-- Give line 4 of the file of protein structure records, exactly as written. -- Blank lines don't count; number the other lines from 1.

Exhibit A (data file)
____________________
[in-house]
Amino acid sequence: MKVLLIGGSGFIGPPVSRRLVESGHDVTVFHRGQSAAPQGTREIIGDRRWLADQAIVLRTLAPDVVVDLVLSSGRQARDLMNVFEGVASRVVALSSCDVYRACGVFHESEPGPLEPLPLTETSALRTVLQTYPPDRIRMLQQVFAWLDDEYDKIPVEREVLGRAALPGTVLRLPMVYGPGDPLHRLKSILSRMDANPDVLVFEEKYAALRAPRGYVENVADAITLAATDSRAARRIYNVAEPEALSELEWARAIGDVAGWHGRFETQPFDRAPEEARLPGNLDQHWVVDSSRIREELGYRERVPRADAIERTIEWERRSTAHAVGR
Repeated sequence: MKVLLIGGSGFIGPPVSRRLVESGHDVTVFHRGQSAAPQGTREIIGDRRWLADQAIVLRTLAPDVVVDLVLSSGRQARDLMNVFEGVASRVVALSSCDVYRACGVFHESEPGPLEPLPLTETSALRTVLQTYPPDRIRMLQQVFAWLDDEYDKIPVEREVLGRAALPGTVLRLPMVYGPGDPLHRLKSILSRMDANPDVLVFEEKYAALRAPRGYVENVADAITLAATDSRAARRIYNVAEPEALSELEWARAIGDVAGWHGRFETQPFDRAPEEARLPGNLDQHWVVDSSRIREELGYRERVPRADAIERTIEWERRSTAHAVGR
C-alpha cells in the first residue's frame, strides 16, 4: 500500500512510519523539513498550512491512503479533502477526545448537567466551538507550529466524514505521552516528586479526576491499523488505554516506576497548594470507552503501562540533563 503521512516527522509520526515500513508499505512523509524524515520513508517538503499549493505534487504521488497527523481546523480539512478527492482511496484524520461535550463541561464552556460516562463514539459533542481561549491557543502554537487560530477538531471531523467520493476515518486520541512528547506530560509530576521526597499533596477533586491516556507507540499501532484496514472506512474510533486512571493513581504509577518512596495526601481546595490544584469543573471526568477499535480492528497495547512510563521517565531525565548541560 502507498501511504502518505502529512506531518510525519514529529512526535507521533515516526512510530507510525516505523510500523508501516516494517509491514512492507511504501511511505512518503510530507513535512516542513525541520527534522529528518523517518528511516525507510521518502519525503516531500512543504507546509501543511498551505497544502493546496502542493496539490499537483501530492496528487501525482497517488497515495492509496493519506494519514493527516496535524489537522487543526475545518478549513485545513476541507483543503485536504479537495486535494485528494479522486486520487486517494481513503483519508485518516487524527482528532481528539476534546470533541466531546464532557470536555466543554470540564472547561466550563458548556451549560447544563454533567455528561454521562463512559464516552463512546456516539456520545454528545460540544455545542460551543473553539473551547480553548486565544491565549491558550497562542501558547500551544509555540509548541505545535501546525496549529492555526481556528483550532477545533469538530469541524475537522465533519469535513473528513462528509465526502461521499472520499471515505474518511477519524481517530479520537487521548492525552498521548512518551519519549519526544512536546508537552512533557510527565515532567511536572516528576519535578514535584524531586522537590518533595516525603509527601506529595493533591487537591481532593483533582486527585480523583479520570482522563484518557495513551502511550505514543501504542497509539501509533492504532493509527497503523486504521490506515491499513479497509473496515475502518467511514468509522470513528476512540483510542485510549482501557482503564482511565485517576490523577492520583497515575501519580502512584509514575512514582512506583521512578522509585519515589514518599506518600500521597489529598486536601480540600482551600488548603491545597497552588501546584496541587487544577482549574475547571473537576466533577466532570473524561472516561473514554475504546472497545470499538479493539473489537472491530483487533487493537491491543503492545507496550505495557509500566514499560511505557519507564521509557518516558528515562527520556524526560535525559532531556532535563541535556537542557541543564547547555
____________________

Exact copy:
C-alpha cells in the first residue's frame, strides 16, 4: 500500500512510519523539513498550512491512503479533502477526545448537567466551538507550529466524514505521552516528586479526576491499523488505554516506576497548594470507552503501562540533563 503521512516527522509520526515500513508499505512523509524524515520513508517538503499549493505534487504521488497527523481546523480539512478527492482511496484524520461535550463541561464552556460516562463514539459533542481561549491557543502554537487560530477538531471531523467520493476515518486520541512528547506530560509530576521526597499533596477533586491516556507507540499501532484496514472506512474510533486512571493513581504509577518512596495526601481546595490544584469543573471526568477499535480492528497495547512510563521517565531525565548541560 502507498501511504502518505502529512506531518510525519514529529512526535507521533515516526512510530507510525516505523510500523508501516516494517509491514512492507511504501511511505512518503510530507513535512516542513525541520527534522529528518523517518528511516525507510521518502519525503516531500512543504507546509501543511498551505497544502493546496502542493496539490499537483501530492496528487501525482497517488497515495492509496493519506494519514493527516496535524489537522487543526475545518478549513485545513476541507483543503485536504479537495486535494485528494479522486486520487486517494481513503483519508485518516487524527482528532481528539476534546470533541466531546464532557470536555466543554470540564472547561466550563458548556451549560447544563454533567455528561454521562463512559464516552463512546456516539456520545454528545460540544455545542460551543473553539473551547480553548486565544491565549491558550497562542501558547500551544509555540509548541505545535501546525496549529492555526481556528483550532477545533469538530469541524475537522465533519469535513473528513462528509465526502461521499472520499471515505474518511477519524481517530479520537487521548492525552498521548512518551519519549519526544512536546508537552512533557510527565515532567511536572516528576519535578514535584524531586522537590518533595516525603509527601506529595493533591487537591481532593483533582486527585480523583479520570482522563484518557495513551502511550505514543501504542497509539501509533492504532493509527497503523486504521490506515491499513479497509473496515475502518467511514468509522470513528476512540483510542485510549482501557482503564482511565485517576490523577492520583497515575501519580502512584509514575512514582512506583521512578522509585519515589514518599506518600500521597489529598486536601480540600482551600488548603491545597497552588501546584496541587487544577482549574475547571473537576466533577466532570473524561472516561473514554475504546472497545470499538479493539473489537472491530483487533487493537491491543503492545507496550505495557509500566514499560511505557519507564521509557518516558528515562527520556524526560535525559532531556532535563541535556537542557541543564547547555